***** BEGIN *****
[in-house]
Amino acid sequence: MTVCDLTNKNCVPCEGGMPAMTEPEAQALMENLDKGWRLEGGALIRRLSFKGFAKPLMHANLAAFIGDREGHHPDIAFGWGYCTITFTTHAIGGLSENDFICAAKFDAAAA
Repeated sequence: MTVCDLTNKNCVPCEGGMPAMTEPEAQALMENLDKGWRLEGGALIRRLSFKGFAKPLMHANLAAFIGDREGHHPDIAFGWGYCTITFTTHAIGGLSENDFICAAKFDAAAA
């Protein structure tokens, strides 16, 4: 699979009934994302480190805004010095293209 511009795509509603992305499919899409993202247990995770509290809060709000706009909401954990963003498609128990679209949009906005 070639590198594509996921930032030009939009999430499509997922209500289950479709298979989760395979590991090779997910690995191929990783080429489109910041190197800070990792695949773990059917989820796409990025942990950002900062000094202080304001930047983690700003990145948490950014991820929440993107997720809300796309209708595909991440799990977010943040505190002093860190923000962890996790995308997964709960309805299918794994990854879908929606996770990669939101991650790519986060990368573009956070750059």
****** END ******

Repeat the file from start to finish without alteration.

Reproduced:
[in-house]
Amino acid sequence: MTVCDLTNKNCVPCEGGMPAMTEPEAQALMENLDKGWRLEGGALIRRLSFKGFAKPLMHANLAAFIGDREGHHPDIAFGWGYCTITFTTHAIGGLSENDFICAAKFDAAAA
Repeated sequence: MTVCDLTNKNCVPCEGGMPAMTEPEAQALMENLDKGWRLEGGALIRRLSFKGFAKPLMHANLAAFIGDREGHHPDIAFGWGYCTITFTTHAIGGLSENDFICAAKFDAAAA
């Protein structure tokens, strides 16, 4: 699979009934994302480190805004010095293209 511009795509509603992305499919899409993202247990995770509290809060709000706009909401954990963003498609128990679209949009906005 070639590198594509996921930032030009939009999430499509997922209500289950479709298979989760395979590991090779997910690995191929990783080429489109910041190197800070990792695949773990059917989820796409990025942990950002900062000094202080304001930047983690700003990145948490950014991820929440993107997720809300796309209708595909991440799990977010943040505190002093860190923000962890996790995308997964709960309805299918794994990854879908929606996770990669939101991650790519986060990368573009956070750059």